Hippotherapy for kids with special needs is a very effective treatment strategy used by occupational therapists, physical therapists, speech and language pathologists for impairments, disabilities and functional limitations in children with sensory and neuromotor dysfunction.
Hippotherapy makes use of the movement of the horse to improve mobility of a child with developmental delays. The movement of the horse can be incorporated into the care plan for a child who has trouble in walking.
Kids with special needs learn the movement of the horse to influence their central nervous system through the repetitive and natural rhythm of the horse gait. The horse’s movement or walk can generate sensory, motor and speech guide paths into the brain of the patient to improve developmental, speech and motor capabilities of the child. The healing technique is very natural and even provides a variety of methods to correct dysfunctions of the child even in a faster phase or shorter period of time.
Those with Down Syndrome have a very promising cure so parents are advised to adopt hippotherapy at certain costs since this treatment method is not covered by health insurance.
Companion for the child
This therapy allows the child to interact also with a speech therapist specifically trained in hippotherapy while enjoying the companionship of the horse. The child is made to talk to horse, guide the horse, follow instructions and later ride on the horse as the child gets acquainted and be comfortable with the horse.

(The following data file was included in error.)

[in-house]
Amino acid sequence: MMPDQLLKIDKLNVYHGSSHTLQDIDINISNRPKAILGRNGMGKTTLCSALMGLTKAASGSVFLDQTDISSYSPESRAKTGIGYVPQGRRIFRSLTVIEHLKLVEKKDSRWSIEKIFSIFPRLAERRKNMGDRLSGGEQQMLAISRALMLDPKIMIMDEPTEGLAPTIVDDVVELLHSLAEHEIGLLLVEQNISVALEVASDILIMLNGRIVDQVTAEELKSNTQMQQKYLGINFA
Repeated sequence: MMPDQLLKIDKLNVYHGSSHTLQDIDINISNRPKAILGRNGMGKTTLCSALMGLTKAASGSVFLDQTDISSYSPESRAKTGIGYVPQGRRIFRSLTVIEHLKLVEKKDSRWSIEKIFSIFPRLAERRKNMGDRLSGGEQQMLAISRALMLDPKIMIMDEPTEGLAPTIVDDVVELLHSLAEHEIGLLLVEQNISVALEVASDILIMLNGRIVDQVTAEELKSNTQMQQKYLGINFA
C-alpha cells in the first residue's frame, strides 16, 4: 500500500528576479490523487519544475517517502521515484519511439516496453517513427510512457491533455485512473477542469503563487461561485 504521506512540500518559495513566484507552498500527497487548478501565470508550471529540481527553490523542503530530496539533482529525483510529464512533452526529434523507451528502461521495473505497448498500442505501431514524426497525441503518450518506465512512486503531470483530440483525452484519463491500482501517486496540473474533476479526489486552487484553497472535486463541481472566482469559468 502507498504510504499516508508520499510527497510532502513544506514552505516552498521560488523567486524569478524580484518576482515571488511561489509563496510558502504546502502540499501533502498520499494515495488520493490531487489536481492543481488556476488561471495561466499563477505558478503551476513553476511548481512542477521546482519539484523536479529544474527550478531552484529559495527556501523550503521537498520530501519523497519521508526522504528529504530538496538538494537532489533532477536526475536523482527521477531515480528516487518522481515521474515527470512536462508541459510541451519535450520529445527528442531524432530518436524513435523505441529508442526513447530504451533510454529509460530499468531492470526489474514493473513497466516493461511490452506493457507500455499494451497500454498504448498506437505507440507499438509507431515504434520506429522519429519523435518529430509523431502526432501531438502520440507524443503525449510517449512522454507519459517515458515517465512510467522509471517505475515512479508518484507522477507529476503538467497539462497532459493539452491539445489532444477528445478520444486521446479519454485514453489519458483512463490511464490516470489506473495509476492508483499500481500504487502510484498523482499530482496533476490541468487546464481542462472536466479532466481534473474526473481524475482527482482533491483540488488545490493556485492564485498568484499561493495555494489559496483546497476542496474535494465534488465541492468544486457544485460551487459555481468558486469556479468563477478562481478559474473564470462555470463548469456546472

Hippotherapy for kids with special needs has been used for therapeutic riding or as a special treatment for about 40 years already.
Improves psychomotor functions
It can serve as a natural cure also for children with cerebral palsy, brain injuries and autism. The therapy allows the kids to function better in their daily lives.
The rhythmic movements of the horse are very good for a child with autism, improving the kid’s posture and body control as well. The balance of the autistic child is also improved since he or she is getting about 1000 impulses per minute into his or her brain which is something the patient cannot get from a clinic. The horse is also allowed to play games with the patient and has been an effective part of the program.